On 2/9/2011 8:02 AM, Bruno Marchal wrote:
On 08 Feb 2011, at 21:08, Brent Meeker wrote:
On 2/8/2011 8:47 AM, Bruno Marchal wrote:
On 07 Feb 2011, at 20:52, Andrew Soltau wrote:
(Is the 'intensional' referred to here the 'attach' you used in
Not really, although it is related.
"Intensional" refers to the fact that if you define a provable(x) by
beweisbar(x) and x', where x' denote the proposition which has x as
Gôdel number, you define a probability "predicate",
You mean "provability predicate" don't you?
Yes I mean "provability". It is unfortunate that the "v" and "b" are
so close on my keyboard. I also apologies for my many spelling
mistakes and my style which can go very bad when I have to answer many
posts, at time where time is a bit missing ...
Given that you are defining 8 basic points of view in the abstract,
applied to " intensional variants of the current provability
predicate of the machine with or without some oracle", it sounds a
bit, well, abstract. Could you be a bit more specific?
I try to be more specific in sane04. May be we should start from
that. Or search hypostasis or hypostases in the archive, or
"guardian angel", etc.
Read the book by Smullyan, and Boolos 1979 (simpler than Boolos 1993).
Read perhaps the Theaetetus by Plato.
In short you can say that I model "belief" or "opinion" by "formal
You mean "formal provability"? Mind your "p"s and "v"s. :-)
You mean my "b"s and "v"s, I guess :-)
Yes, again I meant "formal provability". That error is annoying
because, if Bp, is a shorthand for "provability(p)", Bp & Dp plays the
role of a formal probability (yes, with a "b"), indeed probability 1,
or maximal credibility.
I'm really sorry.
I define then knowledge, following Theaetetus by the true opinion
(Bp & p),
You've never said what your answer is to Gettier's example.
I did it, the saturday 29 Jan 2011, according to my computer. Let me
paste it again. It is probably too short. I have a full chapter on
this in "Conscience et Mécanisme". Tell me if you see the point, or if
I should make it clearer:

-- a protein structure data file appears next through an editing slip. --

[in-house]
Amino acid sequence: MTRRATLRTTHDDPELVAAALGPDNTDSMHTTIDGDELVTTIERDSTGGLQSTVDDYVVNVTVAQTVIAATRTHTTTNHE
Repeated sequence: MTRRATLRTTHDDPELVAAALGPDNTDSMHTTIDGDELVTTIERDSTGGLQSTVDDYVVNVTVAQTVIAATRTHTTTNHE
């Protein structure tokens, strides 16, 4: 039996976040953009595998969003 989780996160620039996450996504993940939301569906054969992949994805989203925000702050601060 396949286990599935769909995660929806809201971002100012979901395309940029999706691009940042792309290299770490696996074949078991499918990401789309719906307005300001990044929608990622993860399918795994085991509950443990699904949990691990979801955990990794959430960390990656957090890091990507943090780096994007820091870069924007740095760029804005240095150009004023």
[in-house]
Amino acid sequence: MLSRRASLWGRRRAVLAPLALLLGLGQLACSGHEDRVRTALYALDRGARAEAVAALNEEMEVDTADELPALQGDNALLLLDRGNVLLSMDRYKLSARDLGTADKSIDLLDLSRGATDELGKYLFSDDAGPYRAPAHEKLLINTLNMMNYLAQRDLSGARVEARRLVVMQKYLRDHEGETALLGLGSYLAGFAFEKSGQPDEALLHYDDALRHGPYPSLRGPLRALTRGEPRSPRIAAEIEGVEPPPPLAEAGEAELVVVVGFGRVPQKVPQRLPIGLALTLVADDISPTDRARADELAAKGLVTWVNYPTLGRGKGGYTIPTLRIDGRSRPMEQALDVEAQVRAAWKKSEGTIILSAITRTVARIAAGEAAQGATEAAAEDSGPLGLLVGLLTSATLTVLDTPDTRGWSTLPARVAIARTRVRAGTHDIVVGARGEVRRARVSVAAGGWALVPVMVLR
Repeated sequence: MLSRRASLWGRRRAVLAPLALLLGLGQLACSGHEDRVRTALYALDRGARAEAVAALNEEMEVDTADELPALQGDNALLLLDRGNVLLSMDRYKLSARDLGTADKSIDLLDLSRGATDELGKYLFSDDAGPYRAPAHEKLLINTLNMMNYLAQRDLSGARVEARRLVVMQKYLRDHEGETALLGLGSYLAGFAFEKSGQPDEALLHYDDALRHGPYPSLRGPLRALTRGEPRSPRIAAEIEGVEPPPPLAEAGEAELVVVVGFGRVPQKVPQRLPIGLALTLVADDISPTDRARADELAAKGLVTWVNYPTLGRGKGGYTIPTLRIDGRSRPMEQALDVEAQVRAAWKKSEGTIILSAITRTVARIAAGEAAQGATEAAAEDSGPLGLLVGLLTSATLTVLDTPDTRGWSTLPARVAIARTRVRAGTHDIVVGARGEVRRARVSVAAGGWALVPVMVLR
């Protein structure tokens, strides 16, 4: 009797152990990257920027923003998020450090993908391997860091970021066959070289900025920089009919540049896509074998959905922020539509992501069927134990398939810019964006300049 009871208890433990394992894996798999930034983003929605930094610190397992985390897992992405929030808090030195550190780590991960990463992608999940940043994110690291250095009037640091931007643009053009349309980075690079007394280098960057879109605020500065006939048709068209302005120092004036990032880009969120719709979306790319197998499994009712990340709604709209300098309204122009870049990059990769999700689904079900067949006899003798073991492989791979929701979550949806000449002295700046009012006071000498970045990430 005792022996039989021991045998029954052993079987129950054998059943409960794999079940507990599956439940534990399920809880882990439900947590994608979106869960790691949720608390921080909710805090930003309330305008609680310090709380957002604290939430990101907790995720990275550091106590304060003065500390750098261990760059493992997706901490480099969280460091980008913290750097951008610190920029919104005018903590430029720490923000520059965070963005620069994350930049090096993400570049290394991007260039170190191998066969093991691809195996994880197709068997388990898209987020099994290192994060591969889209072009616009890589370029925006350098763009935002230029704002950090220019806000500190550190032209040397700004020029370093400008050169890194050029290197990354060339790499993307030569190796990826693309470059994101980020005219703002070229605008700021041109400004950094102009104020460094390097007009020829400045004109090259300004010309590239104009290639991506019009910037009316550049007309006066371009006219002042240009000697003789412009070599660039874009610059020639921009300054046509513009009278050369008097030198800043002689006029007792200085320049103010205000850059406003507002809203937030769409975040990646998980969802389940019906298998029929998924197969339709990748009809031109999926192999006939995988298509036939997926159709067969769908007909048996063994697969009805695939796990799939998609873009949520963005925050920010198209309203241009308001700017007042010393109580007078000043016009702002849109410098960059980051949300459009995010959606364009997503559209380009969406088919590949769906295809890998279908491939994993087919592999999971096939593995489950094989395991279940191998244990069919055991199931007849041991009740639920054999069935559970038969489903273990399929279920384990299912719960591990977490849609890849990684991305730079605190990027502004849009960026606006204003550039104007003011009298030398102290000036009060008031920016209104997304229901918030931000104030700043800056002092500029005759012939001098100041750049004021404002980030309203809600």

Apes fetus can
dream climbing trees but they do that with ancestors climbing the most
probable trees of their most probable neighborhoods since a long period.
With classical mechanism, I would say, that to know is to believe p when
"luckily" p is true,
> So what is your response to Gettier's problem? [Brent Meeker]
The answer is that, with comp, we cannot distinguish reality from
dream. We can know that we are dreaming (sometimes), but we cannot
ever know for sure in a public way that we are awaken.
Another fact related to this is that knowledge, consciousness and
truth are not machine-definable. If we are machine, we can use those
notion in theoretical context only.
In practice, as real life illustrates very often, we never know as
such that we know. We belief we know, until we know better.
The SAGrz logics is a logical tour de force. Here Gödel's theorem
gives sense to Theaetetus. S4Grz, the logic of (Bp & p) formalizes a
notion which is not even nameable by the machine, unless she
postulates comp and relies explicitly on that postulate, or better,
relies on the study of a simpler than herself machine.
In science, or in public, we never know, as such. Knowing is a pure
first person notion. But this does not mean that we cannot make
3-theory on such pure first person notion, as S4Grz illustrates
particularly well. Same remarks for feelings (Bp & Dt & p).
Hmmm? I guess I thought you hadn't answered because I don't grasp the
relevance of your answer. Gettier points out that one can believe a
true statement for reasons that have nothing to do with what makes the
statement true. In his example Bob buys a new car which is blue, but
while waiting for the car to be delivered he borrows a car which also
happens to be blue. Jim sees Bob driving this car and believes that Bob
has bought a new car which is blue. It is a true belief, but only by
accident. So it seems that there is a difference between true belief
and knowledge. Gettier proposes that the true belief must be causally
connected to the fact that makes it true in order to count as
knowledge. The analogy in arithmetic would be to believe something,
like Goldbach's conjecture, which may be true but is unprovable.
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